Christmas also involves crackers. Not the crumbly kind you eat with cheese, but rolls of shiny paper and cardboard with bad jokes and riddles, a little plastic present of some kind (about what you used to find in a box of Cracker Jacks, if you’ve ever seen those), and a tissue-paper crown inside. The way to open these is to pick yours up when everyone else does, cross your arms so you can simultaneously offer yours to the person on one side and seize the one the person on the other side is offering you. Then, in unison, everyone pulls and the crackers tear open and spill out their giftlets.  Inevitably, someone ends up with two short ends and no goodies, and if you’re over the age of five you redistribute the riches and everyone ends up with, at the very least, a silly paper crown to put on his or her head. Then everyone who can’t avoid it (and I usually can) reads the jokes and riddles out loud.

In the spirit of Nothing Exceeds like Excess, Christmas demands two desserts: a Christmas pudding and a Christmas cake. The cake is a heavy fruitcake that’s been soaked in brandy for two months and coated in not one layer of icing but two, one of marzipan and another made with egg whites and sugar. The double dose of icing is enough to send even a non-diabetic into a diabetic coma, and that’s without the cake. The pudding, again, has dried fruit and alcohol, but this time with suet and spices and a bunch of other stuff—you’ll have to look up the recipe online if you’re interested, because I’ve never made one—and then it’s steamed (this is why I’ve never made it: I can’t be arsed, as our much-missed friend B. used to say) and soaked in yet more alcohol for a month or so. If you need a bit more in the way of excess, you can serve it with rum or brandy sauce, or with custard, and you can also serve it with flaming brandy if you promise not to set the house on fire.

Strange holiday habits of the British and of one wandering American

The attack of the Christmas cards has begun, and if we don’t deliver ours quickly we’ll have to leave the village. Come December, forget conversation, companionship, helpful acts, even love: Cards are the only measure of friendship. If we don’t give someone a card, they’ll think we don’t like them. Or that we’re such socially awkward clods, we’re not worth liking.

Actually, I’m making that up. I don’t know the thinking behind it is, although I do understand that Christmas cards are more important here than on any other part of the planet. Everyone gives them to everyone, and you have to do it. For all I know, everyone hates it but is as intimidated as we are. The entire country is running around buying and delivering cards only because they’re afraid other people will think they’re either awkward clods or hostile.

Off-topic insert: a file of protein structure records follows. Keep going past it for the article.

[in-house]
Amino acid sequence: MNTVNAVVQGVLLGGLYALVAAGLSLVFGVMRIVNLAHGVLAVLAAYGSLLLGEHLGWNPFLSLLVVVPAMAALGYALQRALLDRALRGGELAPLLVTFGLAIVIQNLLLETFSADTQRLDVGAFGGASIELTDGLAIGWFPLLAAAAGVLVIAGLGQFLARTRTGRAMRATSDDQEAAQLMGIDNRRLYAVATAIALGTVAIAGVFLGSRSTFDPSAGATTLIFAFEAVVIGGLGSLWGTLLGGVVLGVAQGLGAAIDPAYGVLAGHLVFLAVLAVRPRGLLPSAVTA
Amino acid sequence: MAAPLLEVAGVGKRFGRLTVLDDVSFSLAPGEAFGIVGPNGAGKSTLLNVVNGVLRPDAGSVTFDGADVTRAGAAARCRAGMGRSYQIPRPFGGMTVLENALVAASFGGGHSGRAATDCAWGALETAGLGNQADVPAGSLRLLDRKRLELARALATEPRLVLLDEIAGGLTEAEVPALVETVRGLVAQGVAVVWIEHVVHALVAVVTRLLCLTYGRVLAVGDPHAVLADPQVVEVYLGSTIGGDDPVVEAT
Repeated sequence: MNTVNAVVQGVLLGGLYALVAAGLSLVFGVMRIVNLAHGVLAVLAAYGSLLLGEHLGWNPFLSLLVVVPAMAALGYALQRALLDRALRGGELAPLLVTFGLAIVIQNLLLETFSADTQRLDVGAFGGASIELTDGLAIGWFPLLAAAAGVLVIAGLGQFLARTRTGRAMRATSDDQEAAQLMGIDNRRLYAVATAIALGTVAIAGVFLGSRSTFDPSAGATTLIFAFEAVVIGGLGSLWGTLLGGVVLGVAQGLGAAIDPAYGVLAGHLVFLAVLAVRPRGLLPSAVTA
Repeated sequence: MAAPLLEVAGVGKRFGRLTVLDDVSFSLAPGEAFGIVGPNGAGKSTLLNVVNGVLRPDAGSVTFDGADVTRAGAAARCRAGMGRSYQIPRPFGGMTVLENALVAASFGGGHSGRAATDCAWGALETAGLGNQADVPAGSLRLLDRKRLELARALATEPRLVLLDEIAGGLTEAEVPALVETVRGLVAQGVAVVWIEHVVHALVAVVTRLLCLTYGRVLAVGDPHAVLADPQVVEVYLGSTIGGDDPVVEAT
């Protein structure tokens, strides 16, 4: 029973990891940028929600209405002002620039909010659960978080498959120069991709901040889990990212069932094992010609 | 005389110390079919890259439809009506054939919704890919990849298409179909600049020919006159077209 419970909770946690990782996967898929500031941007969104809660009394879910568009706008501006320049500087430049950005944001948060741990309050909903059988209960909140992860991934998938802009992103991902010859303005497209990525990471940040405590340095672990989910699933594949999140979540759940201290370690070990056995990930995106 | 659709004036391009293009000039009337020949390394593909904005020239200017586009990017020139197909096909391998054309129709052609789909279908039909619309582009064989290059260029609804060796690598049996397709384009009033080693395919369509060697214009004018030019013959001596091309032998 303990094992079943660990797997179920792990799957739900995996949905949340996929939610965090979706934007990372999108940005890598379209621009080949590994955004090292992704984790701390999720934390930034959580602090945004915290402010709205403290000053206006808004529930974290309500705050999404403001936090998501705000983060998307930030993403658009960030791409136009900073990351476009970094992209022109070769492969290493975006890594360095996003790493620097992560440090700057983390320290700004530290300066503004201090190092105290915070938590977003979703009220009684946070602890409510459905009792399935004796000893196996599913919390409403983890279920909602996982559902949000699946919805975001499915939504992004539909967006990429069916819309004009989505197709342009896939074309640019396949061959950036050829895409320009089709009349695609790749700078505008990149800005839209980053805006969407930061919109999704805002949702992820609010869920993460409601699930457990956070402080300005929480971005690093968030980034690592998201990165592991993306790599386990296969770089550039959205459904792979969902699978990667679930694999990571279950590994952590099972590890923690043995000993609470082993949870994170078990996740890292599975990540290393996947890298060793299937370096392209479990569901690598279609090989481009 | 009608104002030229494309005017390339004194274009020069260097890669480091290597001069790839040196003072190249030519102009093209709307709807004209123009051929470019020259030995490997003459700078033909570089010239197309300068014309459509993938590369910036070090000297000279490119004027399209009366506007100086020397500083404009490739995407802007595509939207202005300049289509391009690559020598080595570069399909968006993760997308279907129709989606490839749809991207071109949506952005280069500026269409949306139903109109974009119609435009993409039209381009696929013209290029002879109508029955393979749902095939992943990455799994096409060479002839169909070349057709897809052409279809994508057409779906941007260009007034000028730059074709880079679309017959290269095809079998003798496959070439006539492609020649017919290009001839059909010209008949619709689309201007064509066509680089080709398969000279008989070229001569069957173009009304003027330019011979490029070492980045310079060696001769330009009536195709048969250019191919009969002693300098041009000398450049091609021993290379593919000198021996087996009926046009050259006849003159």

Whatever lies behind it, though, we’ve stocked up.

Season's greetings, y'all. Photo by Ida Swearingen

Season’s greetings, y’all. Photo by Ida Swearingen

Where we live, people sneak up to the door and push them through the letter slot. We don’t see the people, just the cards. We’ll be sitting around, our minds so sublimely at peace that we’re levitating inches above the floor, and flap, a card drops through the slot. We flop painfully onto the floor and pick ourselves up to collect the card, but by the time we open the door no one’s out there. Except for the signatures, which we recognize, they might as well be messages from the fairies.

People have a saying here: “Oh, she (or he) is away with the fairies.” (It always seems to start with “Oh.” Maybe that makes is wispier, more away-with-the-fairies-ish.) A number of people Wild Thing and I know could be, and have been, described that way, and maybe they’ve sent these back from wherever the fairies live. The fairies have a delivery service. That’s very thoughtful. But it only works at this time of year.

Okay, a few people deliver their cards in person. They stop in and have a cup of tea. Or they bring them to meetings and hand them around.  If you belong to a club or go to any regular activity, people will show up in December armed with cards and pass them out. Most people write name on the envelopes, which means they have to flip through them, once, twice, fourteen times, to find the right one. Some bring a few spares with no names in case they’ve forgotten anyone, or someone they didn’t expect shows up. It’s an odd mix of touching and impersonal when you get one of these.

It made us feel like awkward clods when we didn’t come with a stack of our own, so we’ve started bringing some (nameless, because we’re not well enough organized to predict who’ll be there). But bringing them makes me—although not Wild Thing—feel like a hypocrite. Not because I don’t normally send Christmas cards, but because handing them out this way strikes me as deeply weird.